Really good explanation L99, and it would support PWE and their affliction for constantly having to make new games to keep the high spenders happy and the money rolling in.
Not so good for sto though with that outcome....
Lt. Commander
Join Date: Dec 2007
Posts: 120
# 7
05-31-2012, 09:18 AM
I do wonder if PWE really determines where the "sweet spot" for a lot of these lockbox prizes lands. I've not purchased any keys, simply because I realize it's totally a gamble and the odds of winning seem somewhat unreasonable, compared to have much you have to spend.

However, if there was a guaranteed method, such as a specific amount of LOBI or other currency would get you the grand prize, I might be much more inclined, but I also know there is no way I would spend more than $30 to guarantee the big prize, when others are spending in the hundreds of dollars.

Also, being a lifetime subscriber, as the C-store prices of things seem to increase, and the returns on the D exchange drop, I find I become more and more stagnant in what I am even wanting to purchase, even if the prices were much more reasonable. The charge for respecing a character, too, has a chilling effect on what I want to buy and try out, since that's another cost on top of a new ship.

Obviously, there are others who disagree and are funding the game substantially, but when looking at the costs to try, say, the Caitain carrier, purchase some more effective C-store fighters, and pay for a respec, the costs are well outside of what I would be willing to spend (especially after dropping $250 on a lifetime membership). I'd rather either just play the ships I have, use an alt, or stop playing until I earn enough C-store points through my allowance to buy a new ship in 6 months (again, a crazy amount of time to need to wait for the allowance, considering the lifetime subscription).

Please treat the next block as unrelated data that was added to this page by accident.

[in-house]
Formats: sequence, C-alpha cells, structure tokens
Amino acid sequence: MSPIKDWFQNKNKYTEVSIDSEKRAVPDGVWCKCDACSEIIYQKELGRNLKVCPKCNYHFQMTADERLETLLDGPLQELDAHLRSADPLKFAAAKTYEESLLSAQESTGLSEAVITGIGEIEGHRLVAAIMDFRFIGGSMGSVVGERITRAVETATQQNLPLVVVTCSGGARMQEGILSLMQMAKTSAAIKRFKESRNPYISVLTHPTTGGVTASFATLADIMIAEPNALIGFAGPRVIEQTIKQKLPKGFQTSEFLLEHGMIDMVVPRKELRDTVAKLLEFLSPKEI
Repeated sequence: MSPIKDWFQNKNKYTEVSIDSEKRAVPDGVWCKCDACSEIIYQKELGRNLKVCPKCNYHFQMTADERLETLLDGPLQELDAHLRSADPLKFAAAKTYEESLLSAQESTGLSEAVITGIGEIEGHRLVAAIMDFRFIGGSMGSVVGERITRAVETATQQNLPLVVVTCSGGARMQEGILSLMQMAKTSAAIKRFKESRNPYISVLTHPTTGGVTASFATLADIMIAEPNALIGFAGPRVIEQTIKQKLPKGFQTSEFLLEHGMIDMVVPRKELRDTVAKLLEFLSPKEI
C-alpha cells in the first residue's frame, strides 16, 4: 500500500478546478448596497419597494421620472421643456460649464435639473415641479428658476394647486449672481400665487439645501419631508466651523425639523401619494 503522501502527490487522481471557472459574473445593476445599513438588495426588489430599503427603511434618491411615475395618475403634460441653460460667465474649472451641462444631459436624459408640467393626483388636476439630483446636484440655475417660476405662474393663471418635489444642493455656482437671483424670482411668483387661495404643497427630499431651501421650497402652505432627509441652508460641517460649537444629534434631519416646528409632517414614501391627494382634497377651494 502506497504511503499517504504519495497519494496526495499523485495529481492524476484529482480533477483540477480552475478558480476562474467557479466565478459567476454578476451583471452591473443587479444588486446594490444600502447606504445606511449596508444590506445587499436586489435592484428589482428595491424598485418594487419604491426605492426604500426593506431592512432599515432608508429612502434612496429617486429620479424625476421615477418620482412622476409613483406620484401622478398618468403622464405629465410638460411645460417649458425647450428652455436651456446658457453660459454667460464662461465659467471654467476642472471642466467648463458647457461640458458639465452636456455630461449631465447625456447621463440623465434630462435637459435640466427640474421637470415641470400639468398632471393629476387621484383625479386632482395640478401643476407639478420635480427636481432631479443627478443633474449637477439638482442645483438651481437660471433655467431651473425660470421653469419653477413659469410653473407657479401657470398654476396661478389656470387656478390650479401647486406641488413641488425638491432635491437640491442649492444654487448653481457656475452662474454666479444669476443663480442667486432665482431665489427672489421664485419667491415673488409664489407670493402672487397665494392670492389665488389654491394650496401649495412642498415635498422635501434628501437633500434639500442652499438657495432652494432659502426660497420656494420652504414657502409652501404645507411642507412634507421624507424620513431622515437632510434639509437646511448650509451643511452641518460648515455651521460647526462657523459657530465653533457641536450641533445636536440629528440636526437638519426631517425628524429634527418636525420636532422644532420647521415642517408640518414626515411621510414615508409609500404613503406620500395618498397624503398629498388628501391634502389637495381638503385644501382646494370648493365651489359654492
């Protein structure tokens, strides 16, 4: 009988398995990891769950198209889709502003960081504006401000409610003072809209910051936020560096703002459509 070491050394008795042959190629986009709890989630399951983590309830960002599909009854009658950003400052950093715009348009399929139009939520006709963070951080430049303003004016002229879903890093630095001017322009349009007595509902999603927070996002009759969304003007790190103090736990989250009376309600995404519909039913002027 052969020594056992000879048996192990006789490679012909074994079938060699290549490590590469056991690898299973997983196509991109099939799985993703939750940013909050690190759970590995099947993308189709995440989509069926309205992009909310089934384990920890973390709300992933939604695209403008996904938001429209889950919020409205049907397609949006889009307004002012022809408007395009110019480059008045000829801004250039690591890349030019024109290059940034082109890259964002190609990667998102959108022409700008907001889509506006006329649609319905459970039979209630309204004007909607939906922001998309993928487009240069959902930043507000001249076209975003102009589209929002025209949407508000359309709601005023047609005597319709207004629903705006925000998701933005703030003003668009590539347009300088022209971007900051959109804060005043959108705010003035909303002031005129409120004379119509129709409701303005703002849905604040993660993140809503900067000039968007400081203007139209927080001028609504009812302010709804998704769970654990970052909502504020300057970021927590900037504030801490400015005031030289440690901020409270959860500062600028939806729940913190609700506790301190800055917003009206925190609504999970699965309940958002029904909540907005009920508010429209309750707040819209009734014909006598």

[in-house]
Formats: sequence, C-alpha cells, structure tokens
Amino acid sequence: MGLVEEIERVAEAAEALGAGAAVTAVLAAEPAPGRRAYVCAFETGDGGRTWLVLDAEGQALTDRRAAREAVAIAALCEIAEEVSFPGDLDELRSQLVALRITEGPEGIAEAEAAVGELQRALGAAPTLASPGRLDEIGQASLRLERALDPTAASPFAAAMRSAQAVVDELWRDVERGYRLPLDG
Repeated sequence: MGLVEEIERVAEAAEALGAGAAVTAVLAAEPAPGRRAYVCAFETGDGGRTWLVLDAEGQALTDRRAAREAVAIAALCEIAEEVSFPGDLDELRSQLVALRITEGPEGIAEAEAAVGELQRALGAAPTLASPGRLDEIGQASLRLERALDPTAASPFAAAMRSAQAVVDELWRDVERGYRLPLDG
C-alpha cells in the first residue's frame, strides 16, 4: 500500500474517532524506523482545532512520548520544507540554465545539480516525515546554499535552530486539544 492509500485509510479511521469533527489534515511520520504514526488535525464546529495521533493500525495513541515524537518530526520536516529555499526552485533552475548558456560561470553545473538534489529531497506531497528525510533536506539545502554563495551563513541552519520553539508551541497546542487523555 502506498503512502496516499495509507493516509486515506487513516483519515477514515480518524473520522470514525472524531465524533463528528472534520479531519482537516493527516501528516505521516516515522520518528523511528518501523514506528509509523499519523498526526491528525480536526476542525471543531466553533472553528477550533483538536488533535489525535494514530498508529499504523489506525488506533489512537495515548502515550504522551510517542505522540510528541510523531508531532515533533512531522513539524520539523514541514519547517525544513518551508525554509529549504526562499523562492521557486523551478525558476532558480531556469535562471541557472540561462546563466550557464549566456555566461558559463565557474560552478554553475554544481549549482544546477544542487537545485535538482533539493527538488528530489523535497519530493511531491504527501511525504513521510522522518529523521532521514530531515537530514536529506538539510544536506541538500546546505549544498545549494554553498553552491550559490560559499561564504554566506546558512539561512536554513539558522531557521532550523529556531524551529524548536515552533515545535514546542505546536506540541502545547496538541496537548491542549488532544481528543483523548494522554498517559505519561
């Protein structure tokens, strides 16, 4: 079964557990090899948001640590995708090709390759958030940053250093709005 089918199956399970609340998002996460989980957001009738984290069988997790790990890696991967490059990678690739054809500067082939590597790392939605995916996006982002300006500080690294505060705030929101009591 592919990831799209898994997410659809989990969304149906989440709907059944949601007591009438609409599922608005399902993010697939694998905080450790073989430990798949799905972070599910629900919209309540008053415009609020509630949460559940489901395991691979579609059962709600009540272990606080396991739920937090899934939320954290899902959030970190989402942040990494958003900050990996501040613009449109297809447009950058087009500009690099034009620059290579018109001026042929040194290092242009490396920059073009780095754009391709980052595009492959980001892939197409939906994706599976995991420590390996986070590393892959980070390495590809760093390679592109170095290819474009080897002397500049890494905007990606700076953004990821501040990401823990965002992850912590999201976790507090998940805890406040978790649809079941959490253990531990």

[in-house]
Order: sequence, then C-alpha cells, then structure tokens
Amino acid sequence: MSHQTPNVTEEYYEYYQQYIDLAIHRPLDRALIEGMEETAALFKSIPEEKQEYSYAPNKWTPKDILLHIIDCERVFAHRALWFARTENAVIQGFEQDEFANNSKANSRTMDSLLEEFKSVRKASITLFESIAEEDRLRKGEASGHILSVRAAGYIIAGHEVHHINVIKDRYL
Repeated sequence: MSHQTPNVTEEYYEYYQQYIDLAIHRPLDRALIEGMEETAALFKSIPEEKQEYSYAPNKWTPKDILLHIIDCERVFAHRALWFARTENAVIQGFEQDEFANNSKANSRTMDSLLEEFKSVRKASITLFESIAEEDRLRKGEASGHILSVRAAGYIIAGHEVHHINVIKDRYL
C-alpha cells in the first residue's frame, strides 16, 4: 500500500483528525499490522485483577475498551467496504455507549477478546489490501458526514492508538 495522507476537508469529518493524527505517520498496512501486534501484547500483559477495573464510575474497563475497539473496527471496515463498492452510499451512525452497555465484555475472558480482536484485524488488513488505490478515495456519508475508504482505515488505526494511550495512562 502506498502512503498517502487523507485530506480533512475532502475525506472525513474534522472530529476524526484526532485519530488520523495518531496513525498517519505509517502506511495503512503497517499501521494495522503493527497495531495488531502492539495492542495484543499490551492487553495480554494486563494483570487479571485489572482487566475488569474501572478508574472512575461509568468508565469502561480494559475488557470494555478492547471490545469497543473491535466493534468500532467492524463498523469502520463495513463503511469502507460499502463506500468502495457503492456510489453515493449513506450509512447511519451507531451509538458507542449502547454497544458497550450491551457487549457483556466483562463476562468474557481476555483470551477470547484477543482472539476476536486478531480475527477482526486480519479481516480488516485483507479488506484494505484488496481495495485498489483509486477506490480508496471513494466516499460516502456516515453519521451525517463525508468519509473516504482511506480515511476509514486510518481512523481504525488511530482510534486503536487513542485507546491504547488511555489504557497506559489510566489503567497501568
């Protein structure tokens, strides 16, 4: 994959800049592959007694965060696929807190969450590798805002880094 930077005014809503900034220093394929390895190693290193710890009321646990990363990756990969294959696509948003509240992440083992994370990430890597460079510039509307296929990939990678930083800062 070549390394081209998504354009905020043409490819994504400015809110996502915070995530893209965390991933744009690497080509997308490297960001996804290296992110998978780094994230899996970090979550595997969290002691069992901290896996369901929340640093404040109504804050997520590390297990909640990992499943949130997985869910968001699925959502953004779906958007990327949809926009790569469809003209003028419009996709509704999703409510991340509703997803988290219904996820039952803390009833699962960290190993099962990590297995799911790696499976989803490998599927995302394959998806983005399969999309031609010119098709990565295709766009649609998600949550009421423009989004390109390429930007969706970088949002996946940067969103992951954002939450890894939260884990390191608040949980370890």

Lt. Commander
Join Date: Dec 2007
Posts: 120
# 8
05-31-2012, 09:34 AM
Quote:
Originally Posted by V-Mink
Does the Lobi store and things like it actually assist in retaining the high spenders?
If we go by L99's theory then it does give them a bonus . (I wanted to say added incentive but I refrained)
Considering that the high spenders are practically rolling in Lobi , they can easily get their bonus and/or consolation prize from the Lobi store .
So even if they did not win a ship , they have the ability to buy a boat load of semi-exclusive extras that only they an afford .
(yet even they get screwed because they lack the ability to become "wealthy" ingame , as they cannot sell their Lobi purchased items on the exchange)

On a semi-different topic , when I read the numbers L99 was throwing around , I came to think :
From this perspective , 70$ for a monocle actually makes sense . Heck , from this perspective , it's even cheap .
Just like from this spending perspective , the Lobi prices seem "reasonable" .
Lt. Commander
Join Date: Dec 2007
Posts: 120
# 9
05-31-2012, 09:35 AM
A good analysis with some very valid conclusions.

However, I think you are underestimating addiction and sheer bloody mindedness.
You assume the person who blows $500 will quit, and yes this would be the sensible thing to do.
It would also be a sensible thing to do to quit spending once you past about $20 (the cost of a C-store ship) . . . and yet they continued.

Gamblers are rarely sensible individuals.

Having said that STO's lockboxes don't really offer enough in the way of mid level rewards to really sink the claws into the gambling addicts . . . you know the kind of reward that whilst not worth the amount of money already put in will still encourage them to keep trying.

Not that I want to give them ideas on how to exploit venerable people. . . .
Lt. Commander
Join Date: Dec 2007
Posts: 120
# 10
05-31-2012, 09:38 AM
The logic and arguments are sound from the view point of someone who is not a professional, now both Dunnlang's calculations, and the ridiculous lobi prices make sense.

But what i don't understand, is that this is a STAR TREK game, it would take years to incorporate the decades of material that the Star Trek IP is made up of into the game. It would take even longer if we add the various novels, comic books, and other video games, and with the new movies and countless fan works, there truly is an infinite pool of resources in the Star Trek IP.

What doesn't make sense, is that why is Cryptic and PWE adopting a strategy that guarantees a run for 3-5 years, when a game like STO could very well run indefinitely?